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Save the Date and Reserve a Book

Tokyo in Transit: Japanese Culture on the Rails and Road

Please save the date for two linked events:

  • Roundtable for Faculty from 4 to 5pm on Thurs 10/1, and immediately following
  • a public Presentation from 5:30 to 7pm on Thurs 10/1

The Committee for Comparative Literature hopes you will join us in welcoming Dr. Alisa Freedman (Japanese, University of Oregon)  to discuss her book Tokyo in Transit.  Freedman will discuss the social and cultural history of Tokyo transportation to elucidate how modern modes of transportation, and new forms of public space within transportation such as trains and busses, impact the understandings and engagements with modernity in Japanese literature.  

Because Freedman's work resonates with issues and theoretical concerns that many of us work on, including Urban Studies, Travel Literature, and issues concerning modernity, the individual and gender in literature, we envision the Roundtable event (4 to 5pm on Thurs 10/1) to be a forum in which faculty from both Languages & Literatures and English can engage in fruitful discussion of theoretical issues common to our research, while remaining grounded in disparate national and linguistic traditions.  We do not often get to learn about each other's work, so the aim of this roundtable is to facilitate potential collaboration and foster inspiration through conversation with each other and Dr. Freedman.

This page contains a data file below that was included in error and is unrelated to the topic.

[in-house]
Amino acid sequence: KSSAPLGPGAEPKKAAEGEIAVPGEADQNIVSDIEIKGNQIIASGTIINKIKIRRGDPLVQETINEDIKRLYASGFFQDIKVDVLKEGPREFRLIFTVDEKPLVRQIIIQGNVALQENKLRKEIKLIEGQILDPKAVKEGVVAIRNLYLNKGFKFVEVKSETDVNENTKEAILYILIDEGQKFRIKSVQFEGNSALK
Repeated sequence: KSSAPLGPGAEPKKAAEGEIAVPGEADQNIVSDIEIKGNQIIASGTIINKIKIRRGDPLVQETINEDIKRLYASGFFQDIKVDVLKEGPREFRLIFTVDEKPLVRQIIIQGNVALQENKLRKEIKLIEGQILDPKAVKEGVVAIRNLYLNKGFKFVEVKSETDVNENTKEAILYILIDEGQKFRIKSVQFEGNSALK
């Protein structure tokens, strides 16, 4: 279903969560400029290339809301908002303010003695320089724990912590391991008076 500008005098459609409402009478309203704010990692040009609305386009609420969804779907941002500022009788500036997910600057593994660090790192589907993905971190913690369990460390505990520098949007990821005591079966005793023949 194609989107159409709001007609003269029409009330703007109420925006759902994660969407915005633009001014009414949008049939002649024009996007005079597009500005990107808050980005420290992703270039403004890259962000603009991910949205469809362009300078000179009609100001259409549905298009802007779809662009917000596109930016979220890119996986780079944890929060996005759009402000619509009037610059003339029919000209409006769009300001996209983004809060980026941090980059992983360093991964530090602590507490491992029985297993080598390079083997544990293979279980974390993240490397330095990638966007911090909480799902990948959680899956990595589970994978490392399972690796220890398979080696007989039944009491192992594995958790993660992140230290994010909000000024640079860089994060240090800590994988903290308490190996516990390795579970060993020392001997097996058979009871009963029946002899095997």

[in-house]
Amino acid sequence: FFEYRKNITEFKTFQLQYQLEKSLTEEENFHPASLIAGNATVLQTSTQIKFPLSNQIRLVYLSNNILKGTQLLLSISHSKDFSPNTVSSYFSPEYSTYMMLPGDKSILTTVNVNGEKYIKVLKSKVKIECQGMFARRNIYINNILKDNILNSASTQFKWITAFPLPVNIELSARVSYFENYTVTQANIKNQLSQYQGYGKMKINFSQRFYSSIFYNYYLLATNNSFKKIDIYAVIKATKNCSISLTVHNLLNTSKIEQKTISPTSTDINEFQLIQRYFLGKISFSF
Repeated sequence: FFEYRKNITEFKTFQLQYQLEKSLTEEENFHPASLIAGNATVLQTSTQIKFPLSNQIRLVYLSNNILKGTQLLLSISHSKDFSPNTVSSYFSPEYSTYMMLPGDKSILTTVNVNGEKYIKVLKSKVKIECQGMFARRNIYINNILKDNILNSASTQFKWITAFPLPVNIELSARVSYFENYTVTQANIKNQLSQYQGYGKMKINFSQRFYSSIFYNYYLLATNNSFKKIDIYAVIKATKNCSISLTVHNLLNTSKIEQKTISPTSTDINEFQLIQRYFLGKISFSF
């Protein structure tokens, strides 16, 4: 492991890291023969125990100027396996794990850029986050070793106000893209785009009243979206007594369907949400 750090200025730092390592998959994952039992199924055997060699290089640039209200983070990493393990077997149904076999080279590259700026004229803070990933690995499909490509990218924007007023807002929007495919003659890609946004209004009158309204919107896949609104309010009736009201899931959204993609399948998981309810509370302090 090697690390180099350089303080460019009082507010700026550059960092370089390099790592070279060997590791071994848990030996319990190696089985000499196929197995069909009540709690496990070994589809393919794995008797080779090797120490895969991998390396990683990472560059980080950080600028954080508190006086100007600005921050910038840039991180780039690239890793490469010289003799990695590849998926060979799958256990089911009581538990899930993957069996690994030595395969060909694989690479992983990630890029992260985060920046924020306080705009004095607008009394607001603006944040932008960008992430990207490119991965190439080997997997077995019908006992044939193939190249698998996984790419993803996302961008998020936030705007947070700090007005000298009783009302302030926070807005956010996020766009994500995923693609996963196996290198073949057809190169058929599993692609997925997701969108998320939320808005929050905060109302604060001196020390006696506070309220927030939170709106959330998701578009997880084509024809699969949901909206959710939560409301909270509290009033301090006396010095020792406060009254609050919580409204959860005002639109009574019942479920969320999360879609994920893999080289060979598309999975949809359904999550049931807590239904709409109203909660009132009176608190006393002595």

Please consider also staying for the public presentation immediately following the roundtable, and bringing your students!

In anticipation of the event, we will be offering complementary copies of Freedman's book, Tokyo in Transit: Japanese Culture on the Rails and Road to the first 15 persons to RSVP to the Roundtable from 4-5pm on Thurs 10/1 to Orna Shaughnessy (

More information on Tokyo in Transit:

Tokyo in Transit Tokyo in Transit: Japanese Culture on the Rails and Road

"Freedman weaves into her study a history of Tokyo's mass transit system and descriptions of material culture that provide readers a heightened sense of the everyday... Read more


Increased use of mass transportation in the early twentieth century enabled men and women of different social classes to interact in ways they had not before. Using a cultural studies approach that combines historical research and literary analysis, author Alisa Freedman investigates fictional, journalistic, and popular culture depictions of how mass transportation changed prewar Tokyo's social fabric and artistic movements, giving rise to gender roles and an understanding of the individual that have come to characterize modern Japan.


"This is not a conventional history of Tokyo's trains, but rather, a broad and ambitious exploration of the complexity and dynamism of early twentieth century Japan's modernity through depictions of Tokyo's mass transportation network. Impressive and insightful."

—Elise K. Tipton, University of Sydney